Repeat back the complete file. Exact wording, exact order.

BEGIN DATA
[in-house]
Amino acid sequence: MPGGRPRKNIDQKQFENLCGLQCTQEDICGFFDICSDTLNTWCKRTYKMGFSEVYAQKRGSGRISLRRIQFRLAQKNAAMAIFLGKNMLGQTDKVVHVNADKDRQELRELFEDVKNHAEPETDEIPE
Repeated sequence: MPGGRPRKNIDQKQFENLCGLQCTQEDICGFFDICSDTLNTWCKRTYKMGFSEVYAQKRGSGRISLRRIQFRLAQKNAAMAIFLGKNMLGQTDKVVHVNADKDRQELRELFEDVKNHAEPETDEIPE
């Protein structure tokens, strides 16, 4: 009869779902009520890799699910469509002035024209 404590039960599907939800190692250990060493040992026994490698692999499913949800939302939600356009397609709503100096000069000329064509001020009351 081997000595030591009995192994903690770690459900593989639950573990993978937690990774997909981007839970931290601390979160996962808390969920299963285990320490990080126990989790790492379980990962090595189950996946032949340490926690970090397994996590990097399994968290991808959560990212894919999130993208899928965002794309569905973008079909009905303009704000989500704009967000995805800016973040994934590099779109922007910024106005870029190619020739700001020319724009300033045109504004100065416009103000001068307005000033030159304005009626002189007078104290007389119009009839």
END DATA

[in-house]
Amino acid sequence: MPGGRPRKNIDQKQFENLCGLQCTQEDICGFFDICSDTLNTWCKRTYKMGFSEVYAQKRGSGRISLRRIQFRLAQKNAAMAIFLGKNMLGQTDKVVHVNADKDRQELRELFEDVKNHAEPETDEIPE
Repeated sequence: MPGGRPRKNIDQKQFENLCGLQCTQEDICGFFDICSDTLNTWCKRTYKMGFSEVYAQKRGSGRISLRRIQFRLAQKNAAMAIFLGKNMLGQTDKVVHVNADKDRQELRELFEDVKNHAEPETDEIPE
């Protein structure tokens, strides 16, 4: 009869779902009520890799699910469509002035024209 404590039960599907939800190692250990060493040992026994490698692999499913949800939302939600356009397609709503100096000069000329064509001020009351 081997000595030591009995192994903690770690459900593989639950573990993978937690990774997909981007839970931290601390979160996962808390969920299963285990320490990080126990989790790492379980990962090595189950996946032949340490926690970090397994996590990097399994968290991808959560990212894919999130993208899928965002794309569905973008079909009905303009704000989500704009967000995805800016973040994934590099779109922007910024106005870029190619020739700001020319724009300033045109504004100065416009103000001068307005000033030159304005009626002189007078104290007389119009009839």